Her first day in her new life, she gets lost on the way to the market. She meets a young boy Alfie and after helping him against some thugs, Alfie shows her the way and she buys him food. He then takes her to his young sister, Sarah, who has an injured leg. Angela takes her to a hospital where they bandage her leg but refuse to give her a bed. The lodgings where Angela is staying also refuse to let her bring in two dirty urchins with her. Angela, Alfie and Sarah end up under the railway bridge for the night with other children. One of the children asks Alfie who she is, Alfie says her name is Miss Angela but he reckons she should be called Miss Angel. The next day Miss Angel finds better accommodation in a big stables. Starting with the small group of children she soon adds more to her group. A humpback named Annie she rescues and also gives her more confidence by encouraging her musical talent and teaching her to play the violin. Usually each child she rescues has other problems other than a need of food and shelter, such as Harry who is very prideful and doesn’t like to take charity or Mary who is distrustful and seemingly deaf making communication difficult. Miss Angel always comes up with a scheme to help the children. Also Angel helps them in practical ways, teaching them skills they can use to work and earn money after she is gone. As time goes on Angel gets weaker and knows her time is short.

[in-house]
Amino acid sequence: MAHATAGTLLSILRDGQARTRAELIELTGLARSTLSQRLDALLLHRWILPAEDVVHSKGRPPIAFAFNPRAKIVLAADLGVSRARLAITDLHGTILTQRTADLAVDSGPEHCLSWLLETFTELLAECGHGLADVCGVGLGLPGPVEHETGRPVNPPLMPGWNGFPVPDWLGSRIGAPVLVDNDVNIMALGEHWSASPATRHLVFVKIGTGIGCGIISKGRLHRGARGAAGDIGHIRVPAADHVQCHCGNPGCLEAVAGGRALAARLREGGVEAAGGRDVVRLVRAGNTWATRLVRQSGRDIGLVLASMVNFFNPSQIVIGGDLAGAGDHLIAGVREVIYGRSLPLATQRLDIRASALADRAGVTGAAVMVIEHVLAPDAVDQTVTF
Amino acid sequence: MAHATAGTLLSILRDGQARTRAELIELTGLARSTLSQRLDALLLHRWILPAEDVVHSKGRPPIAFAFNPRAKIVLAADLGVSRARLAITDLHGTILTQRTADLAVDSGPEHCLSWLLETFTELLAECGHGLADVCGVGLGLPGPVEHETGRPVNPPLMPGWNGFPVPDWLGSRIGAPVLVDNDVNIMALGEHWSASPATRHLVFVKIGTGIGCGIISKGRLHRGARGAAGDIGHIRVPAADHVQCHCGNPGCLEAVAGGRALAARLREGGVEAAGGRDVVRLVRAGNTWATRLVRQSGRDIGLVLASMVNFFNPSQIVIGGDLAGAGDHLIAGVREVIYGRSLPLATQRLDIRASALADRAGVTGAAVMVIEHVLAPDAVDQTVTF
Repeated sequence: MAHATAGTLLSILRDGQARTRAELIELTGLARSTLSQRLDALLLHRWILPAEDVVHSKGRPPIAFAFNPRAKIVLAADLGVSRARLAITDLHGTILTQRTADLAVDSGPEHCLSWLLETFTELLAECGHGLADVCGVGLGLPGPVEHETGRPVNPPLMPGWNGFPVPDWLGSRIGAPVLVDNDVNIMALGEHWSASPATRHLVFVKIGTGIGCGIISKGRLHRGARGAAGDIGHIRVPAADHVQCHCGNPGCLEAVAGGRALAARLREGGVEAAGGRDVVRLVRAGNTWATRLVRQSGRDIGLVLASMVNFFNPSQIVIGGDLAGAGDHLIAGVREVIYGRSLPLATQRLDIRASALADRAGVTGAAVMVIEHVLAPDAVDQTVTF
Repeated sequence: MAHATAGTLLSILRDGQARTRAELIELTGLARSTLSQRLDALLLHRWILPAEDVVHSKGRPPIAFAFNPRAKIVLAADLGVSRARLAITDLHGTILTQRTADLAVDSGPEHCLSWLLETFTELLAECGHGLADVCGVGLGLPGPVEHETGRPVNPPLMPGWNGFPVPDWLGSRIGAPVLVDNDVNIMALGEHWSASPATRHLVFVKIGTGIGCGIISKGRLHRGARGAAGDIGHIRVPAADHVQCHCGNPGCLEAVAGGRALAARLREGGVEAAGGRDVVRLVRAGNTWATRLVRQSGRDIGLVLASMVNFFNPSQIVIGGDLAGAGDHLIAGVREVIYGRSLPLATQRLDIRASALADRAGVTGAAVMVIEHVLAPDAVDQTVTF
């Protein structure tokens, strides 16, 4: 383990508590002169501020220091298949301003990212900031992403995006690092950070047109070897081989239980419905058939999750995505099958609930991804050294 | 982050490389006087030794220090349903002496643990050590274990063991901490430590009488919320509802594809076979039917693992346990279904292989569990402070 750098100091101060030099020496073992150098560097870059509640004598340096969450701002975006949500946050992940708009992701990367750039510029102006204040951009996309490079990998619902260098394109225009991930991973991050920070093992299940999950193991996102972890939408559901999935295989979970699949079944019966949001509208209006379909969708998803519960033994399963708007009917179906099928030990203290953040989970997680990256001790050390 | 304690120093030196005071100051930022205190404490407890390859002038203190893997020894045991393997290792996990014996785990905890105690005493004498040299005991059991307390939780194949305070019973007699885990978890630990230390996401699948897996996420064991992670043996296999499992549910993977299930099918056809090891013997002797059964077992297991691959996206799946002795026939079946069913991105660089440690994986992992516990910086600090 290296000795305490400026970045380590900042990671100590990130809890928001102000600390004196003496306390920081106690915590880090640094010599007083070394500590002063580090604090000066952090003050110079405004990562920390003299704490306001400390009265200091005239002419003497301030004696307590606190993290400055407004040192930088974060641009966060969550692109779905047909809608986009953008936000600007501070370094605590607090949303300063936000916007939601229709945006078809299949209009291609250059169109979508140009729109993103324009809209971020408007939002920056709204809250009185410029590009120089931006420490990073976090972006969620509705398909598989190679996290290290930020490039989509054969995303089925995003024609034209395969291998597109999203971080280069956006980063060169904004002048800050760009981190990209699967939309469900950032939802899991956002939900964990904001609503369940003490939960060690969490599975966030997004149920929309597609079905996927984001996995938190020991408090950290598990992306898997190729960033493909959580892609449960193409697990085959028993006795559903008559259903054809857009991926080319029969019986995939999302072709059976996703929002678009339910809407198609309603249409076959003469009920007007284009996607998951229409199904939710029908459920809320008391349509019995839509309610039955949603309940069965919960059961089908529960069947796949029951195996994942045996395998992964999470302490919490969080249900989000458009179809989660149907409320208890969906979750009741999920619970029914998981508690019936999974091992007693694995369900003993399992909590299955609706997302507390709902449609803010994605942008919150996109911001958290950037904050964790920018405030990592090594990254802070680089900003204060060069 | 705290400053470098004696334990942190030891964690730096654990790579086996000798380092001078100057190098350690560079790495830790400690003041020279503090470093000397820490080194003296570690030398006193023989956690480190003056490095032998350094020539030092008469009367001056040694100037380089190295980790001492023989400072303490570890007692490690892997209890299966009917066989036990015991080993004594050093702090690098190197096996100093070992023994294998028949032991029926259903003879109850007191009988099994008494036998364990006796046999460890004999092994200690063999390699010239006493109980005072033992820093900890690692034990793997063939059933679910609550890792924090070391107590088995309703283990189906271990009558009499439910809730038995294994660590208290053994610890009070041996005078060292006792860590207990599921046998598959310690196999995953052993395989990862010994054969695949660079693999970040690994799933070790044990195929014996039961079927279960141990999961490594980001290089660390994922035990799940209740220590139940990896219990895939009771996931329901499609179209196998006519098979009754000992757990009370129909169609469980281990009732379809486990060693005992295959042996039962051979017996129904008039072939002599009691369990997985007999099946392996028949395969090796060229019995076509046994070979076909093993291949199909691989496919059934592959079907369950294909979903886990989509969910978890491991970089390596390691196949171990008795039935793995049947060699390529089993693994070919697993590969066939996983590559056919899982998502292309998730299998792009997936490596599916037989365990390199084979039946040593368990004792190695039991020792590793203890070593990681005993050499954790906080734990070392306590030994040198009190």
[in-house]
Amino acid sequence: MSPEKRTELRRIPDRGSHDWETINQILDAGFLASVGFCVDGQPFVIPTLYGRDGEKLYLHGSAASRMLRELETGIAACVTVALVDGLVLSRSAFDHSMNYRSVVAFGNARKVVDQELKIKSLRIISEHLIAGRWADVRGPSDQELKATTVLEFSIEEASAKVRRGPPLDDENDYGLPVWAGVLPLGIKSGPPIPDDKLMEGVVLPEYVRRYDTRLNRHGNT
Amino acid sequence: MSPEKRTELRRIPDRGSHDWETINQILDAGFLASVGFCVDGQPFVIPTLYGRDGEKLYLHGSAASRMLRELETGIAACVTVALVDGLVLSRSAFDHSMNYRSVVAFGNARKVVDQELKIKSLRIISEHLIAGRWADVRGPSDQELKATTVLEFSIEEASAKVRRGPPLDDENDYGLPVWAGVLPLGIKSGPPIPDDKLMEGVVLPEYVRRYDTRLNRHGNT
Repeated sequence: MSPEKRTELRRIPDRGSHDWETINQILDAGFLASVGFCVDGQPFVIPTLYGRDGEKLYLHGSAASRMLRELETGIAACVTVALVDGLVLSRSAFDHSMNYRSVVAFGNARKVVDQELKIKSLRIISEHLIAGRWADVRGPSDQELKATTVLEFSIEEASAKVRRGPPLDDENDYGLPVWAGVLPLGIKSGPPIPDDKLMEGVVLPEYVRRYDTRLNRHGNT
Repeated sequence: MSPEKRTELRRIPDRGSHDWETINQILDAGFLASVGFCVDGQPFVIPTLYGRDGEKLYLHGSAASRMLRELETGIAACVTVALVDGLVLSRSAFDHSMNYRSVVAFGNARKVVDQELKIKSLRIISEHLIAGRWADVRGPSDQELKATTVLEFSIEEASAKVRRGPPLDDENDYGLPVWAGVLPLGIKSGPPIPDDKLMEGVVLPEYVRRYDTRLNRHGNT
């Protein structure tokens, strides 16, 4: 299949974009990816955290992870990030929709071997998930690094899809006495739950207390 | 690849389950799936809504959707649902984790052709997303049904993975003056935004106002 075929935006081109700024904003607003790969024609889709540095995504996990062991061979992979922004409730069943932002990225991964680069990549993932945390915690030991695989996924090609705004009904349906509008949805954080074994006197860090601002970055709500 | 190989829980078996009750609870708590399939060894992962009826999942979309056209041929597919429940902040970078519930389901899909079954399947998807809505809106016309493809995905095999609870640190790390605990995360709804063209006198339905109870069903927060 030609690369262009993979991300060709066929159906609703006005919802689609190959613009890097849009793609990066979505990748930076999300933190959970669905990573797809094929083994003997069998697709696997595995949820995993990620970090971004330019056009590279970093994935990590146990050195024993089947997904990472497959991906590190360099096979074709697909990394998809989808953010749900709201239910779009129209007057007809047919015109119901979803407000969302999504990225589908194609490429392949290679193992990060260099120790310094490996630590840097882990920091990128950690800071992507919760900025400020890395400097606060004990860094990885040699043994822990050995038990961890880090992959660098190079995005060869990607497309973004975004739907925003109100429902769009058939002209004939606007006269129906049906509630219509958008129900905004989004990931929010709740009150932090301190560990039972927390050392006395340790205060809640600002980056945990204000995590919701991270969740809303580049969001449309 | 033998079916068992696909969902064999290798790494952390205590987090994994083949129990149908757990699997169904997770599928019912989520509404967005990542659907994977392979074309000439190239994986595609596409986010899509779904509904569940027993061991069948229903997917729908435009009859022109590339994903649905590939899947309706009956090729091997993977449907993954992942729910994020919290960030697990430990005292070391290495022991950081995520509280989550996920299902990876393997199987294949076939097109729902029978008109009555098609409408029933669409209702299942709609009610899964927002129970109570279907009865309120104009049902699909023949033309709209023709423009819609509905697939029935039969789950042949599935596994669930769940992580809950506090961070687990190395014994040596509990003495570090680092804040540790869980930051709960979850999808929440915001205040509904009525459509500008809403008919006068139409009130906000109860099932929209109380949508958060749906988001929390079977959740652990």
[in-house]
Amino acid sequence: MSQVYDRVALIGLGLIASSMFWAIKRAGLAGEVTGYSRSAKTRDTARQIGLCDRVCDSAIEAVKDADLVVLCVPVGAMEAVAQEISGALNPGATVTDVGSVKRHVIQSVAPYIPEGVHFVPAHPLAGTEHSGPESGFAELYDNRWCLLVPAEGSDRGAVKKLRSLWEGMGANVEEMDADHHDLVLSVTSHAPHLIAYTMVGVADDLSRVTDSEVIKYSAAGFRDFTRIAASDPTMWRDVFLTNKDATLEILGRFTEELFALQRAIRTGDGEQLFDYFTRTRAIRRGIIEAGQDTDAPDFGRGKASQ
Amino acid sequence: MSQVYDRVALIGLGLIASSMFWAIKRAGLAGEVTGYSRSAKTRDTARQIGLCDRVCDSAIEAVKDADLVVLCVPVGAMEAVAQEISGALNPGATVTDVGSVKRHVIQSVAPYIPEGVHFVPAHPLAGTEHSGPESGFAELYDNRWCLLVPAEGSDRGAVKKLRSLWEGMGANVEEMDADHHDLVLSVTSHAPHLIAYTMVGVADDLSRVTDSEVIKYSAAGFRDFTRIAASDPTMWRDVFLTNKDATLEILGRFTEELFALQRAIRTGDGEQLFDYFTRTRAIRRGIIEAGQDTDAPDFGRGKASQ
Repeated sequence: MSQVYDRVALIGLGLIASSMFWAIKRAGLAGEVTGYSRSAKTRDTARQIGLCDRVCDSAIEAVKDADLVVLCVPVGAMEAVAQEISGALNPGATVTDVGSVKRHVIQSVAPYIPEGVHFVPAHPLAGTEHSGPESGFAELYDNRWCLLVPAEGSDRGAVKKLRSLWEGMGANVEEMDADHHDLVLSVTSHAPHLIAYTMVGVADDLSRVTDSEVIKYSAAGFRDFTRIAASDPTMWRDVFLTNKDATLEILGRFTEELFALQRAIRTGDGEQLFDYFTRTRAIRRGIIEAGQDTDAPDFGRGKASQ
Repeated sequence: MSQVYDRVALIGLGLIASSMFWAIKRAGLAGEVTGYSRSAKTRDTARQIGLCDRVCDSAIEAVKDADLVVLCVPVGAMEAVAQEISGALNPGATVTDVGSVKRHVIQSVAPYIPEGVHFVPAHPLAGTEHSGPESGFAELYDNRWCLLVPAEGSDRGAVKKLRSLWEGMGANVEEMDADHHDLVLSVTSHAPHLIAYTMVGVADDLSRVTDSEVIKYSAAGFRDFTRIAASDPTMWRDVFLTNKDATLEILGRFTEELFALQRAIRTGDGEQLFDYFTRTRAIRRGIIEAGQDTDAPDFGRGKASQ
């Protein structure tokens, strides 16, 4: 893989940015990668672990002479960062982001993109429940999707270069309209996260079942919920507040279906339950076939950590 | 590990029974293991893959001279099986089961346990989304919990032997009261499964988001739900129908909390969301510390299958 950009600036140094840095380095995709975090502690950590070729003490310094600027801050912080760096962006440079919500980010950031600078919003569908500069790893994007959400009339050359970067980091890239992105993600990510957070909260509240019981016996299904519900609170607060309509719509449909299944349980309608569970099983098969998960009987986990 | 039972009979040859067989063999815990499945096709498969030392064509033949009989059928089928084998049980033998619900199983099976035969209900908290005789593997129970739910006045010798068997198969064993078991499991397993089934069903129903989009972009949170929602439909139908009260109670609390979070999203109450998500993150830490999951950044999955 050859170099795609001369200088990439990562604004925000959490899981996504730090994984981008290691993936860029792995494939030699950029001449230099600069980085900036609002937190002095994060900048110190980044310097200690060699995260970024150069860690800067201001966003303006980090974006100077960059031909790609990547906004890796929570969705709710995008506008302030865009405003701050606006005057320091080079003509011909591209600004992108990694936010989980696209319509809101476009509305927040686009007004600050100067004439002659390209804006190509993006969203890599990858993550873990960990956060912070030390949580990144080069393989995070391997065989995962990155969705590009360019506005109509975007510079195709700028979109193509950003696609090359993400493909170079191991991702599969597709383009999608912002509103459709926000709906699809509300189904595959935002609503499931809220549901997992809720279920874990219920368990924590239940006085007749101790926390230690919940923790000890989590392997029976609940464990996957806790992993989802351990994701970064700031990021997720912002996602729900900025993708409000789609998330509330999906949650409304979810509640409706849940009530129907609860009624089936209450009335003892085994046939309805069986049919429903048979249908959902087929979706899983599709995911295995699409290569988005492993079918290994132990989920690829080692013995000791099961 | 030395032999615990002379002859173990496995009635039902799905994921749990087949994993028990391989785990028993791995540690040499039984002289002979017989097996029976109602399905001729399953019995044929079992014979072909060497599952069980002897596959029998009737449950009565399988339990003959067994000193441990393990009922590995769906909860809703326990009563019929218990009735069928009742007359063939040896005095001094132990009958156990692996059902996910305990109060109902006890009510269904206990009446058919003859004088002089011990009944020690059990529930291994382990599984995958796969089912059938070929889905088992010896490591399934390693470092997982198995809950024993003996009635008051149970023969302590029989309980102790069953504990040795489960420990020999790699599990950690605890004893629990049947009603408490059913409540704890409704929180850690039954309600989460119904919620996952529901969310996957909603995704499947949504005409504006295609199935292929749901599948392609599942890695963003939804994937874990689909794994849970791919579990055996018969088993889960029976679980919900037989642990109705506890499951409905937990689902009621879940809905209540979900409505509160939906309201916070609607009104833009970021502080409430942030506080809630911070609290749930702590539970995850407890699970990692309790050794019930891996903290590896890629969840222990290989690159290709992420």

One day Miss Angel and the kids come across the Hamiltons, as Angel hides Julia Hamilton encourages her husband to buy flowers from Alfie as she remembers Angela being an advocate for such children. When Alfie tells them of Miss Angel and her work she tells him to send her to their home to get spare blankets and warm clothes for the Winter. Angel knows the children will need such things but wonders how to get them without revealing she is alive. A child gives her the idea to cover herself in spots so she can cover up and say she has a rash. After this Angel continues her work helping not only those in the stable but others in the street too. One day she helps a drunk man, who turns out to be a doctor who turned his back on medicine after a mistake led the death of a patient. Angel helps him sober up and after convincing him to return to medicine, she has found a helpful ally.